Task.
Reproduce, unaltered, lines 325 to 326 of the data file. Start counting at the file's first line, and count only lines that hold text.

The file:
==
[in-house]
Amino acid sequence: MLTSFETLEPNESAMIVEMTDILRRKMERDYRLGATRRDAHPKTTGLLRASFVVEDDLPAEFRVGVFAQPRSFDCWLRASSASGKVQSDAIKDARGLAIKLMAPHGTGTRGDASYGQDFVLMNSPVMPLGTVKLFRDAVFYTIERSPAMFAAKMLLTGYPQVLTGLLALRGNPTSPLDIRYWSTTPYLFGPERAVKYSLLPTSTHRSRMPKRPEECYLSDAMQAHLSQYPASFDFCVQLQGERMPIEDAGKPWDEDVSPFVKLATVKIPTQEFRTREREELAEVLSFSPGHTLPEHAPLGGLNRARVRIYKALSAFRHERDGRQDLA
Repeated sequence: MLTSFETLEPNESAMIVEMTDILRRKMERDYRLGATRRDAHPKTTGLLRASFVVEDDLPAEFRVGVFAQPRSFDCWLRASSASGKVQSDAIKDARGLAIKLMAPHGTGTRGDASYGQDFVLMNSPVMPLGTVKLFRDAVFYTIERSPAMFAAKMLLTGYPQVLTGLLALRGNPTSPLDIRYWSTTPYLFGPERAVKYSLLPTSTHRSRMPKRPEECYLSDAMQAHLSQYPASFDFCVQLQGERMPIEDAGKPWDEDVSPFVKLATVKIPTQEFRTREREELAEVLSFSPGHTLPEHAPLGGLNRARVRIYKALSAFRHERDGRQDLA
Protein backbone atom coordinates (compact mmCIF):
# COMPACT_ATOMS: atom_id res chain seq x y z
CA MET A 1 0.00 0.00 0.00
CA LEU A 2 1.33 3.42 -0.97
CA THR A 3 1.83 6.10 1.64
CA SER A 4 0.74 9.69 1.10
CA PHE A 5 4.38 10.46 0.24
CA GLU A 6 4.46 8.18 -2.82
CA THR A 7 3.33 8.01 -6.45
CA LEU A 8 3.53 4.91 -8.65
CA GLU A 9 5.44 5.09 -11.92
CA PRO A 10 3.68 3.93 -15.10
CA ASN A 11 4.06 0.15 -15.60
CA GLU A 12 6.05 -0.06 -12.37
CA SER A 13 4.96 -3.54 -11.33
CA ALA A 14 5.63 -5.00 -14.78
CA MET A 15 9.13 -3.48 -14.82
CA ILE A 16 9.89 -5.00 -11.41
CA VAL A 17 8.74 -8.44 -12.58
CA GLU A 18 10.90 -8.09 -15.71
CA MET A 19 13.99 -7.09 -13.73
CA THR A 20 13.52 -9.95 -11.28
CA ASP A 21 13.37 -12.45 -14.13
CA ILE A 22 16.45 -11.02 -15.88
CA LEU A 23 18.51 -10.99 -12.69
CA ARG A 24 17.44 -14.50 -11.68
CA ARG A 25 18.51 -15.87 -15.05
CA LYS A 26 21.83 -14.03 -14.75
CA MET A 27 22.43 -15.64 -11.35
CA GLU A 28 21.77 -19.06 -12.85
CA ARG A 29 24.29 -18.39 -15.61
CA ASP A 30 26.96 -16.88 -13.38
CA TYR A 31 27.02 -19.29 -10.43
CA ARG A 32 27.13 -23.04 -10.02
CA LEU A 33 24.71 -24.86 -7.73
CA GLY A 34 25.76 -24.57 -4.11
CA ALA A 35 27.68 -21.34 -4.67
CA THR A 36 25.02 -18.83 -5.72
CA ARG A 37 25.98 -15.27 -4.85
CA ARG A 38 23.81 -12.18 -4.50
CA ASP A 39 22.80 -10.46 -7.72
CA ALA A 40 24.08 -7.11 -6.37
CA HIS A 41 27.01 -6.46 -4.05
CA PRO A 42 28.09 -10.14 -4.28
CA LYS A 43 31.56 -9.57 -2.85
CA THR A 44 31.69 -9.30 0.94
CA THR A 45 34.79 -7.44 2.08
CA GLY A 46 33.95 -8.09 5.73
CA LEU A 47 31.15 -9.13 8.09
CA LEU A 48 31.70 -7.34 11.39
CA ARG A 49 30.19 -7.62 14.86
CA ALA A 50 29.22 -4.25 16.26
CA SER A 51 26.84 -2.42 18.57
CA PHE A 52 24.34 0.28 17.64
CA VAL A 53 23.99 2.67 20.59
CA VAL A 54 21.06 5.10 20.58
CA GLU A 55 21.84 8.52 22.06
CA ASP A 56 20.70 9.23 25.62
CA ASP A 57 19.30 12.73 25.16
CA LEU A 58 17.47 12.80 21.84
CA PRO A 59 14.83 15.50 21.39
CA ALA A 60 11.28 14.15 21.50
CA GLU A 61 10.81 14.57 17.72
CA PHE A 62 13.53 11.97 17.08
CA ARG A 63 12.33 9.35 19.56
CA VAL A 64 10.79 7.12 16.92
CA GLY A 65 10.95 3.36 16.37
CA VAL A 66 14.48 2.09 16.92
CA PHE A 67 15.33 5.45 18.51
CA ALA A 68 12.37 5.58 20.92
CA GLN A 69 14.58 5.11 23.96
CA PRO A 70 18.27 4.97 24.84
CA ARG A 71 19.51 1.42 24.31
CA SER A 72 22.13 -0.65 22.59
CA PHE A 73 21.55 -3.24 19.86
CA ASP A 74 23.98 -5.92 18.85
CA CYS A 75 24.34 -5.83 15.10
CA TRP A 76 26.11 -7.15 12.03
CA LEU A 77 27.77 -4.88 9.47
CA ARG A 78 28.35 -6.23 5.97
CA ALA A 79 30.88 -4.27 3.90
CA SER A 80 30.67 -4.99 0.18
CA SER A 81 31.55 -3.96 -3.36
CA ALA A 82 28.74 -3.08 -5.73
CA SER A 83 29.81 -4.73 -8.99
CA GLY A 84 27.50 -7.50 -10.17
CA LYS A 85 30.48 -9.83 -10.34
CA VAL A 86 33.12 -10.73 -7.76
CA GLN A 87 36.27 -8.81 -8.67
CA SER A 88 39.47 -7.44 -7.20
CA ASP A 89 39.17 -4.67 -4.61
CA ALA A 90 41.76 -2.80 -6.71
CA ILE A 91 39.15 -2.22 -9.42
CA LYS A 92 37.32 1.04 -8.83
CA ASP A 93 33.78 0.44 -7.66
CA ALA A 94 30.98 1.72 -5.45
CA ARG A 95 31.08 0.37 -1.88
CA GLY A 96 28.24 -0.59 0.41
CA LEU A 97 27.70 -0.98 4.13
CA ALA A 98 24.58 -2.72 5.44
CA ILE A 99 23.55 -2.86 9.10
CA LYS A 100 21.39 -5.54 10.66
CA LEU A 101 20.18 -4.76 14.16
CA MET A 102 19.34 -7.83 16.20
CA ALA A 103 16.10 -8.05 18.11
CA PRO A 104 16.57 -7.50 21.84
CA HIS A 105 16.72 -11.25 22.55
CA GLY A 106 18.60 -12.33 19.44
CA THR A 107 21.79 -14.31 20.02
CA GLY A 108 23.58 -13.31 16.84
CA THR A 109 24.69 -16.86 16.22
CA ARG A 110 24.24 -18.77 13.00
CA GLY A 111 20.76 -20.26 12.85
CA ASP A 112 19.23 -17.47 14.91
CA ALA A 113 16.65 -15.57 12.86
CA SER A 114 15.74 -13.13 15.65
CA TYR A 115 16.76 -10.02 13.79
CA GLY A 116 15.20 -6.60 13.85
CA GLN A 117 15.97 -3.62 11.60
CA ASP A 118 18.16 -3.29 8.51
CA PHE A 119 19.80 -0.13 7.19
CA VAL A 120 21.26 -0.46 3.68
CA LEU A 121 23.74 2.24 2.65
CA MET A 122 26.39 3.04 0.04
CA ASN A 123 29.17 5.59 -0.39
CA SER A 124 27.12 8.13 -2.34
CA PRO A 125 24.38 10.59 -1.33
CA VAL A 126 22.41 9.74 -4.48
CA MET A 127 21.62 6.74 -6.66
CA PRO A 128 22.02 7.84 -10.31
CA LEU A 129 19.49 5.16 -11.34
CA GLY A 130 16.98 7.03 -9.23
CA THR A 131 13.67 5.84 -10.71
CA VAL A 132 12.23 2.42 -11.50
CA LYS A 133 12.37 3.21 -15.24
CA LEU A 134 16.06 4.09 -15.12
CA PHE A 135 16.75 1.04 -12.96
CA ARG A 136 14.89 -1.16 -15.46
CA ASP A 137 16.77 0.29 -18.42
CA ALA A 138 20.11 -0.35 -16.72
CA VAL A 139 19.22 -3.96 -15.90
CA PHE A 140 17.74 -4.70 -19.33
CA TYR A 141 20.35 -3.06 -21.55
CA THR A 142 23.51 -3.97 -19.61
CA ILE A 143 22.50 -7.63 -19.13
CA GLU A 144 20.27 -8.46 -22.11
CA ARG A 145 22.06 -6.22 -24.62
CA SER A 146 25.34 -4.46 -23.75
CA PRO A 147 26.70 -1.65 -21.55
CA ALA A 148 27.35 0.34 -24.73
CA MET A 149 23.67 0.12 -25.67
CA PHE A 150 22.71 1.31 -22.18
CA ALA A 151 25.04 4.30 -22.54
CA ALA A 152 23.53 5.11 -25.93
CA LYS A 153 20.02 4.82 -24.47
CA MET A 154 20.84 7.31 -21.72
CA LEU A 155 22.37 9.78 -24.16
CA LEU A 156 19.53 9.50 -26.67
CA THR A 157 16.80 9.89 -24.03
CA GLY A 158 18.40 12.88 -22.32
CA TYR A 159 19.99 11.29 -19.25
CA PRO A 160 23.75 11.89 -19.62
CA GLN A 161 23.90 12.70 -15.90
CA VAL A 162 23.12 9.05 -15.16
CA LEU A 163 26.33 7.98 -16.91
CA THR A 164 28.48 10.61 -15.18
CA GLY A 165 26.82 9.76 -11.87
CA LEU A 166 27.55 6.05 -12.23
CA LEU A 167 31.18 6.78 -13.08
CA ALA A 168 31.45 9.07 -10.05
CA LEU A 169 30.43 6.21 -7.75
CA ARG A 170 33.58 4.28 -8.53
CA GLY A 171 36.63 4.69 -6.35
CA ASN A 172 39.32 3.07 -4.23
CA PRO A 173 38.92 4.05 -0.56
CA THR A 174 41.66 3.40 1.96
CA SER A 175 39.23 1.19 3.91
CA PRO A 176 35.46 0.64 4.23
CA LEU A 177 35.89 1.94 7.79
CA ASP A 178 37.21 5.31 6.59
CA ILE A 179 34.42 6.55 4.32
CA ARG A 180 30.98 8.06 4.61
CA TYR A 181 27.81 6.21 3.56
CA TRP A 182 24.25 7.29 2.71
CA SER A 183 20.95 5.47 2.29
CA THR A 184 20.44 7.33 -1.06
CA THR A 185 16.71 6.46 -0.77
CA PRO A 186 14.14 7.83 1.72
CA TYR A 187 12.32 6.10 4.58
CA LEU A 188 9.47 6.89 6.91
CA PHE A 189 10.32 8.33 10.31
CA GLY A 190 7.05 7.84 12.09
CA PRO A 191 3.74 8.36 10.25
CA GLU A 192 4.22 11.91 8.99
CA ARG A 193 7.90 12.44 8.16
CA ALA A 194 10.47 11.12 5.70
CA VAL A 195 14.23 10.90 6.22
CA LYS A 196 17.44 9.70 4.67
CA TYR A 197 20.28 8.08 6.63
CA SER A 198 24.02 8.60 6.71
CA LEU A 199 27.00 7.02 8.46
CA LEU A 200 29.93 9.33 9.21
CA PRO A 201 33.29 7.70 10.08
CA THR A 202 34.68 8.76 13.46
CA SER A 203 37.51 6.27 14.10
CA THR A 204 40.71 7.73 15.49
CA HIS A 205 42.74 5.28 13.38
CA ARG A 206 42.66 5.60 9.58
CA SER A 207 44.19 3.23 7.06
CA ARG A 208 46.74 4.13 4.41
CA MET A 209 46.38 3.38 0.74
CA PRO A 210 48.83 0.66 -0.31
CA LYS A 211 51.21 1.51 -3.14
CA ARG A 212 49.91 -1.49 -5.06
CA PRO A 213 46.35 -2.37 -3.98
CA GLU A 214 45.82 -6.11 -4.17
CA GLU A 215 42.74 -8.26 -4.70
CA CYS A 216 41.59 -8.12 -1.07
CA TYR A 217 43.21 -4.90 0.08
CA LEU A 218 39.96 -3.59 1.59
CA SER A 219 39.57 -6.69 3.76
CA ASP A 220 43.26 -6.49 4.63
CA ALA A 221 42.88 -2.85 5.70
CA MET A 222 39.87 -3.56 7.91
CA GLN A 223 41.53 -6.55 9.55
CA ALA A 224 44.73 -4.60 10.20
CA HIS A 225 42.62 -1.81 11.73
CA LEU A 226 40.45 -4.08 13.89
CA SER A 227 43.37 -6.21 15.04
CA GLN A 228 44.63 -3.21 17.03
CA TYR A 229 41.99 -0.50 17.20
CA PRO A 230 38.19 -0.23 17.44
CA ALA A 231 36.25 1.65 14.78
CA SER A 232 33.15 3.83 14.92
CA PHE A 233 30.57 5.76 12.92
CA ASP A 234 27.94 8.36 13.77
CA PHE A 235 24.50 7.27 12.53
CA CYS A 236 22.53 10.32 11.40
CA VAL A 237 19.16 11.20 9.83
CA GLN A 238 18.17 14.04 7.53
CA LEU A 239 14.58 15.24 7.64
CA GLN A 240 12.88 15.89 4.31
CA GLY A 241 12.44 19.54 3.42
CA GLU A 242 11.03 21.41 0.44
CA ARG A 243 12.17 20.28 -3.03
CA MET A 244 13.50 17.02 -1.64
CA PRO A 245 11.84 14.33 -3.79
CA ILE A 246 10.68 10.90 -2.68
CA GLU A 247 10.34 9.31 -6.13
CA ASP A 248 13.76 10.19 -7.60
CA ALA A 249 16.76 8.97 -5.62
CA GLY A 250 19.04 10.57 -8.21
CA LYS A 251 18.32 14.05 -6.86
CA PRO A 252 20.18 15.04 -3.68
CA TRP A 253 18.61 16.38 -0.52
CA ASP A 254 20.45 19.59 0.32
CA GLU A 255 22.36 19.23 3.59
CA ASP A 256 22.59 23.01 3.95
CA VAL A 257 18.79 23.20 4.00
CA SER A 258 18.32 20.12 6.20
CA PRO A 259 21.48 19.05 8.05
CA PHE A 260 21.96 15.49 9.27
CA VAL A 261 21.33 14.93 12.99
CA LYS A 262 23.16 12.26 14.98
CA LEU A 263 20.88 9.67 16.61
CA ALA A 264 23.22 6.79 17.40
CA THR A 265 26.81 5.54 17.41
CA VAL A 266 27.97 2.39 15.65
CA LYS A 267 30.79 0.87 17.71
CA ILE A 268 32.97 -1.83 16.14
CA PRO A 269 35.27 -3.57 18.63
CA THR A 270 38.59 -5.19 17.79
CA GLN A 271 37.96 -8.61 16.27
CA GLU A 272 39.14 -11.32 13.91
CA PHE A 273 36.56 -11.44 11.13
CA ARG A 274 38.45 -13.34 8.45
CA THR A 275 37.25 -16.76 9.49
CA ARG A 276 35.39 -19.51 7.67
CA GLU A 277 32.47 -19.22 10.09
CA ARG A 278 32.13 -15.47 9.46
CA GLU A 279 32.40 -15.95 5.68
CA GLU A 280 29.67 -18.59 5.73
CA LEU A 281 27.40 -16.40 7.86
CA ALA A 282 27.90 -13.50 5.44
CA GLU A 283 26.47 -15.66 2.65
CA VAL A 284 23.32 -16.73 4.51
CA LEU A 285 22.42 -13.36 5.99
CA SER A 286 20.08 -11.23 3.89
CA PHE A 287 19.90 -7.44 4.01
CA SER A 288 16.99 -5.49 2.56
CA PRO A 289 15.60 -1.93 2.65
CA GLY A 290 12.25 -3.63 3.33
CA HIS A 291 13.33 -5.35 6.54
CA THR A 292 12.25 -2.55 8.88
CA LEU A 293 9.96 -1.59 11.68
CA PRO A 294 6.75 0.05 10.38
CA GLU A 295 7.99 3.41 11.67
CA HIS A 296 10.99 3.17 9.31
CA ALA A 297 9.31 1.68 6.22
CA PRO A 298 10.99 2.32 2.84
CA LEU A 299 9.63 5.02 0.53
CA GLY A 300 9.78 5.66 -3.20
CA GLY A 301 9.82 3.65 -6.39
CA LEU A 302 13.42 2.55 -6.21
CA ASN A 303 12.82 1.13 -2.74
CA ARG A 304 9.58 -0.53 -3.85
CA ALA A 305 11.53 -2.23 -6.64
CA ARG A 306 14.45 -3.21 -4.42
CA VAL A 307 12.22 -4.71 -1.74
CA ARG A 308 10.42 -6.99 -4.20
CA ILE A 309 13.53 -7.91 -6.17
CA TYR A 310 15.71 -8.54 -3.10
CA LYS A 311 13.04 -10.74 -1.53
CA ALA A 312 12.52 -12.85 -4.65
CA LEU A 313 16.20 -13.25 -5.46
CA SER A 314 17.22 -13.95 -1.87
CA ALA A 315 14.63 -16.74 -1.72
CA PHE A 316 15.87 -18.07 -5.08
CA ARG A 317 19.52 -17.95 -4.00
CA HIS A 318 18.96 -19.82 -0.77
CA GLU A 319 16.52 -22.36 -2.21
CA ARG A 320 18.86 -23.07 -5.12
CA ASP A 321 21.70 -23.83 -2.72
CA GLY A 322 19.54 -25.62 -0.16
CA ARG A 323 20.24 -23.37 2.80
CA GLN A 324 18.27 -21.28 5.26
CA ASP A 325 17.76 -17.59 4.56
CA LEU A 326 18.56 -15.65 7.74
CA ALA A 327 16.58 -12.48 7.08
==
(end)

CA ARG A 320 18.86 -23.07 -5.12
CA ASP A 321 21.70 -23.83 -2.72